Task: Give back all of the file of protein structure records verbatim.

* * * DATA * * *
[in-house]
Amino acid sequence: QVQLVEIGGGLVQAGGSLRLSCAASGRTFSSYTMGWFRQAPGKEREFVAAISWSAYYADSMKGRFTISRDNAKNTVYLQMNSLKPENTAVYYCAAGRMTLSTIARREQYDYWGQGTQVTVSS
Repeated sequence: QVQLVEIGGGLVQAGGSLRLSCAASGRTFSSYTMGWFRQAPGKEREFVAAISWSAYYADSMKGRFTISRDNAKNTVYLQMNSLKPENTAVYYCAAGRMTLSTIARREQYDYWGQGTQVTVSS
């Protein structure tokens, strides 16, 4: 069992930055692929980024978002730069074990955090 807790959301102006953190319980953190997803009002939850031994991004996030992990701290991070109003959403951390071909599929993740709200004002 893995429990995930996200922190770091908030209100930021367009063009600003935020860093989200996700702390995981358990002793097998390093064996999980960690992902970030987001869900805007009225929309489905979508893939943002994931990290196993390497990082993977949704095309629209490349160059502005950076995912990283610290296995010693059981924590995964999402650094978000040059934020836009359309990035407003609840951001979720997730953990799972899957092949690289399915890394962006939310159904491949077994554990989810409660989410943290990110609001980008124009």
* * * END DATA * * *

[in-house]
Amino acid sequence: QVQLVEIGGGLVQAGGSLRLSCAASGRTFSSYTMGWFRQAPGKEREFVAAISWSAYYADSMKGRFTISRDNAKNTVYLQMNSLKPENTAVYYCAAGRMTLSTIARREQYDYWGQGTQVTVSS
Repeated sequence: QVQLVEIGGGLVQAGGSLRLSCAASGRTFSSYTMGWFRQAPGKEREFVAAISWSAYYADSMKGRFTISRDNAKNTVYLQMNSLKPENTAVYYCAAGRMTLSTIARREQYDYWGQGTQVTVSS
């Protein structure tokens, strides 16, 4: 069992930055692929980024978002730069074990955090 807790959301102006953190319980953190997803009002939850031994991004996030992990701290991070109003959403951390071909599929993740709200004002 893995429990995930996200922190770091908030209100930021367009063009600003935020860093989200996700702390995981358990002793097998390093064996999980960690992902970030987001869900805007009225929309489905979508893939943002994931990290196993390497990082993977949704095309629209490349160059502005950076995912990283610290296995010693059981924590995964999402650094978000040059934020836009359309990035407003609840951001979720997730953990799972899957092949690289399915890394962006939310159904491949077994554990989810409660989410943290990110609001980008124009």